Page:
Brain Group

Sara CroftSara Croft, BA: Sara received her B.A. from University of Florida and currently serves as the lab manager and supervisor.


Sam Seungbum Kim, PhDSeungbum (Sam) Kim, PhD: Dr. Kim received his Ph.D. in Molecular Cell Biology at the University of Florida. The main research focus of Dr. Kim is to understand how bone marrow derived stem/progenitor cells contribute to neurogenic hypertension. He is investigating the roles of bone marrow derived microglial cells and inflammatory cells that are associated with development of hypertension.



Ashok Kumar, PhDAshok Kumar, PhD: Dr. Kumar received his Ph.D. in Pharmaceutical Sciences from the University of Delhi, India. He has previous experience in Drug Discovery and Development for diseases ranging from erectile dysfunction, diabetes, Alzheimer’s, and asthma to hypertension. Dr. Kumar focuses on the immune system’s involvement in hypertension and pulmonary hypertension.

Gilberto LobatonGilberto Lobaton: Gilberto is an undergraduate student majoring in Applied Physiology and Kinesiology at the University of Florida. He plans to pursue a career in medicine.


Carl J. Pepine, MDCarl J. Pepine, MD: Carl J. Pepine, MD, is Professor of Medicine, Division of Cardiovascular Medicine at the University of Florida College of Medicine in Gainesville, Florida. He is Division Director Emeritus and Eminent Scholar Emeritus. Dr. Pepine is an internationally recognized leader in both the clinical and scientific areas of cardiovascular medicine. His major interests focus on the pathophysiology of ischemic heart disease and coronary and systemic vascular hemodynamic mechanisms underlying the disease. He is principal investigator for the UF center for the NHLBI-funded Women’s Ischemia Syndrome Evaluation (WISE) and the UF center for the Cardiovascular Cell Therapy Research Network (CCTRN). He has been or is the PI for many investigator initiated clinical trials, as well as NHLBI trials. He is past president of the American College of Cardiology (ACC), the national professional organization for cardiovascular specialists. He currently serves on the Board of Trustees of the ACC and many committees and task forces and is the founder and overall Project Chair for the Vascular Biology Working Group (VBWG). Dr. Pepine’s clinical interests include Ischemic heart disease, heart disease in women, cardiovascular cell therapy, preventive cardiology, genetic cardiology, clinical trials in cardiovascular disease, and hypertension & lipid disorders.

Vermali Rodriguez, PhDVermali Rodriguez, PhD: Vermalí Rodríguez is a Postdoctoral Associate in Dr. Raizada’s lab and a member of the clinical research team with the University of Florida’s Division of Cardiovascular Medicine since September 2014. In 2014, she attained her Ph.D. degree (August, 2014) in Physiology and Pharmacology and completed her certificate in Clinical Translational Science through the Interdisciplinary Program (IDP) in Biomedical Sciences also at the University of Florida. Her doctoral work focused on the role of pro-renin induced astrocyte activation in the paraventricular nucleus of the hypothalamus (PVN) during neurogenic hypertension. Currently, Dr Rodriguez’s major research efforts are dedicated in understanding the role of neuroinflammation in blood pressure control, specifically during the development and maintenance of drug-resistant hypertension (DRH). Additionally, she in charge of coordinating two clinical trials that target: (i) the potential use of Minocycline, a small molecule antibiotic that crosses the blood brain barrier, for controlling blood pressure and neuroinflammation during DRH and (ii) investigate the link of gut microbial dysbiosis and hypertension.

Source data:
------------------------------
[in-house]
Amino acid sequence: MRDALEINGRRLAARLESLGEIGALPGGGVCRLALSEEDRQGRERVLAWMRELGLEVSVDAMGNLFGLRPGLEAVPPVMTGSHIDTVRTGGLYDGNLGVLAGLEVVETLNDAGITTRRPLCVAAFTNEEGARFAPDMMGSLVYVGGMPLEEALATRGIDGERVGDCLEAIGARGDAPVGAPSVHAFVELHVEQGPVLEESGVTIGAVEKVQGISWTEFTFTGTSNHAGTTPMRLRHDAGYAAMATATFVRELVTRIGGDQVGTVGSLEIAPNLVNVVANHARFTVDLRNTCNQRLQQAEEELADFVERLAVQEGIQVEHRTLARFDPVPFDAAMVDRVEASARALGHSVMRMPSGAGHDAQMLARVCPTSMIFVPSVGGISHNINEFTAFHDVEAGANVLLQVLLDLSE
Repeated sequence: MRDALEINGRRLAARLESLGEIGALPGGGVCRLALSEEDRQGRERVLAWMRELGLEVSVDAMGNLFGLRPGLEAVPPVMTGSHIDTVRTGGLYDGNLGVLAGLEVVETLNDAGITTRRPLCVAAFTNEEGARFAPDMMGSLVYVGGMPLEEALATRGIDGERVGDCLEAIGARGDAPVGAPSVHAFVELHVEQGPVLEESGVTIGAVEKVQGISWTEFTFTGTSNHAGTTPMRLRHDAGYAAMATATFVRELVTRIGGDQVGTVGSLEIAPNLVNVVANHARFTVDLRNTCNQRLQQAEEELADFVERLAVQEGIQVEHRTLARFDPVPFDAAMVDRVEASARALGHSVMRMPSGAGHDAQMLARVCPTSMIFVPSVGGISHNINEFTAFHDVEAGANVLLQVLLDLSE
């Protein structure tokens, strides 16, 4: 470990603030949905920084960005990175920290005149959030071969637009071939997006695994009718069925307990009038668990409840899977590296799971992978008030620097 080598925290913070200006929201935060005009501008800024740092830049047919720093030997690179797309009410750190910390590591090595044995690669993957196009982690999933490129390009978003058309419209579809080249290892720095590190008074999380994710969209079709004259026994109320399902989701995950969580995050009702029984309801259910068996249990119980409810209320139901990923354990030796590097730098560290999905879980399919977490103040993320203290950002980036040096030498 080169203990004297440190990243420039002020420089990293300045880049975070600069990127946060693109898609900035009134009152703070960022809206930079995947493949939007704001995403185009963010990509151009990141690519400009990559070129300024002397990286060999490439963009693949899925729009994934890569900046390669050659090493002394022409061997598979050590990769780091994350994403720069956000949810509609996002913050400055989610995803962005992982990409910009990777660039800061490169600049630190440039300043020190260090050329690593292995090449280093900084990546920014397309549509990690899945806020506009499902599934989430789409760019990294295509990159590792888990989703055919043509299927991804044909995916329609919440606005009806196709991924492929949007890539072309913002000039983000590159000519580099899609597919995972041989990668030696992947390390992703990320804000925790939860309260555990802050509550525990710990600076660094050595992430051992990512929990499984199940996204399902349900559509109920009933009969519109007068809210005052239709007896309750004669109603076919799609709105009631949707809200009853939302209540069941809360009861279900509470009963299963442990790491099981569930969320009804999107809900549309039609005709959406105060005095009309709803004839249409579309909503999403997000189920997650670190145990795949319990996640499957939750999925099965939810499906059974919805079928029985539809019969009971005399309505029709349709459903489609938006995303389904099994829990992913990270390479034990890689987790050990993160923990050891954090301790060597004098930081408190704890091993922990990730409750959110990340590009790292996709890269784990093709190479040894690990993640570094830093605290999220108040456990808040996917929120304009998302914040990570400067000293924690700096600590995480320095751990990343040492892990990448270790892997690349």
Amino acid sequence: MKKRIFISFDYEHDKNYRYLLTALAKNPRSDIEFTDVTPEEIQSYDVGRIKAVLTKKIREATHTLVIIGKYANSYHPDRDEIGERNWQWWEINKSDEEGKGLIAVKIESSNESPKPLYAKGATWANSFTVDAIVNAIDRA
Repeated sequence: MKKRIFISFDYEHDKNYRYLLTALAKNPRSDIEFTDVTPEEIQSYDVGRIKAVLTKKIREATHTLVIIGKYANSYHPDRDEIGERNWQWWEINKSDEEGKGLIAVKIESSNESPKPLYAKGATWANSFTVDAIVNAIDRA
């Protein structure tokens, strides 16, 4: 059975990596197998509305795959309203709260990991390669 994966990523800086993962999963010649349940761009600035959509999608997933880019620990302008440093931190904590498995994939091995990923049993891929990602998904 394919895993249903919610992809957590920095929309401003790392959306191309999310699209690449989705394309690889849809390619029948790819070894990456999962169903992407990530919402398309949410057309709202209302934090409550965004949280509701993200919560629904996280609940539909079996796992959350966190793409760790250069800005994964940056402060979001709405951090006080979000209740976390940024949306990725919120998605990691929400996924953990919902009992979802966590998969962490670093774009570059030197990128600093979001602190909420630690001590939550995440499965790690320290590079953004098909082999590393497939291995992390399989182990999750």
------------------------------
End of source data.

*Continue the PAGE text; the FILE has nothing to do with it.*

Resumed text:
Monica Santisteban, PhDMonica Santisteban, PhD: Dr. Santisteban received her Ph.D. from University of Florida in Physiology. Her research interests are directed toward understanding mechanisms involved in the initiation and maintenance of neurogenic hypertension and the development of translational applications. She also focuses on neuroinflammation and the activation of microglia in the hypothalamic paraventricular nucleus, where signals from the periphery are integrated to regulate hormonal and autonomic balance, as well as the use of oral minocycline, an inhibitor of microglial activation with anti-inflammatory properties, for neurogenic hypertension. Recent work has focused on the involvement of gut dysbiosis in hypertension.



American Heart Association Greater Southeast Affiliate, Predoctoral Fellowship 14PRE18590018

“The involvement of microglial cell activation in the development and establishment of hypertension”

01/2014 – 08/2015

Ravindra Sharma, PhDRavindra Sharma, PhD: Dr. Sharma received his Ph.D. from the University of Delhi, India in Physiology. He has previous experience in electrophysiological techniques to understand neuronal signaling and functions with respect to regulation of the respiratory and cardiovascular systems. Dr. Sharma focuses on exploring neuroinflammation in the progression of neurogenic hypertension, as well as the involvement of gut microbiota dysbiosis in the pathophysiology of hypertension.

Colin Sumners, PhDColin Sumners, PhD: Dr. Sumners received his Ph.D. from University of Southampton (UK) in Physiology. His research focuses on the role of angiotensin II in the brain in neural control of blood pressure and neurogenic hypertension, as well as cerebroprotective actions of components of the renin angiotensin system. Dr. Sumners also focuses on investigating the potential beneficial actions of angiotensin peptides in ischemic and hemorrhagic stroke, with a view to uncovering novel therapeutic avenues.